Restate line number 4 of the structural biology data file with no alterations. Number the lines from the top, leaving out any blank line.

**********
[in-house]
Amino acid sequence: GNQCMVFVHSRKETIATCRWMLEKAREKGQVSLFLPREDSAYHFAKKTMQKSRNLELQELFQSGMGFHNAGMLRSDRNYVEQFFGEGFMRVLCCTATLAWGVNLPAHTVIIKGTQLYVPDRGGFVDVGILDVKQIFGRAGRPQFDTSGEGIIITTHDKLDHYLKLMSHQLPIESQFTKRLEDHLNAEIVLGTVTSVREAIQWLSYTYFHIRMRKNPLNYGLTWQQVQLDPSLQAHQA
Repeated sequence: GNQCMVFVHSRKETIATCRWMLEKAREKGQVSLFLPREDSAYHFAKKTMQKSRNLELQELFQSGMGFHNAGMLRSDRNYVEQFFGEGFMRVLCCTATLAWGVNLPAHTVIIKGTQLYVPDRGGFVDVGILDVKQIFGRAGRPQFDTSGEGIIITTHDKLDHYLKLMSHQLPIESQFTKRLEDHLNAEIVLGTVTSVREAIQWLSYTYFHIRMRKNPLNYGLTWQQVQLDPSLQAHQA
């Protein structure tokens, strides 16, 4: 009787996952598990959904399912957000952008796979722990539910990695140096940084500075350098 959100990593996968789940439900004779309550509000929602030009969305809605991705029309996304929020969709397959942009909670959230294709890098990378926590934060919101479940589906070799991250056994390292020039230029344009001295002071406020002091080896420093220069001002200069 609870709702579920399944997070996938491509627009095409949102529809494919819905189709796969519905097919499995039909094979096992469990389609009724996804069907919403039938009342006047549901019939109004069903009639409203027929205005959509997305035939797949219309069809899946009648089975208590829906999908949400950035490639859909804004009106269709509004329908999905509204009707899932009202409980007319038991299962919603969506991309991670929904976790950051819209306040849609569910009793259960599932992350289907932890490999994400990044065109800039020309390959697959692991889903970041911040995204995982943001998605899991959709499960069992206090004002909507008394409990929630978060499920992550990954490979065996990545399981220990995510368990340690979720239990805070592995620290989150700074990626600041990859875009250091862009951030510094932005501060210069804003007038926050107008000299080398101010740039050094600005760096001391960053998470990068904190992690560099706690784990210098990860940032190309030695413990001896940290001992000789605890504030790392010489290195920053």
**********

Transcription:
């Protein structure tokens, strides 16, 4: 009787996952598990959904399912957000952008796979722990539910990695140096940084500075350098 959100990593996968789940439900004779309550509000929602030009969305809605991705029309996304929020969709397959942009909670959230294709890098990378926590934060919101479940589906070799991250056994390292020039230029344009001295002071406020002091080896420093220069001002200069 609870709702579920399944997070996938491509627009095409949102529809494919819905189709796969519905097919499995039909094979096992469990389609009724996804069907919403039938009342006047549901019939109004069903009639409203027929205005959509997305035939797949219309069809899946009648089975208590829906999908949400950035490639859909804004009106269709509004329908999905509204009707899932009202409980007319038991299962919603969506991309991670929904976790950051819209306040849609569910009793259960599932992350289907932890490999994400990044065109800039020309390959697959692991889903970041911040995204995982943001998605899991959709499960069992206090004002909507008394409990929630978060499920992550990954490979065996990545399981220990995510368990340690979720239990805070592995620290989150700074990626600041990859875009250091862009951030510094932005501060210069804003007038926050107008000299080398101010740039050094600005760096001391960053998470990068904190992690560099706690784990210098990860940032190309030695413990001896940290001992000789605890504030790392010489290195920053």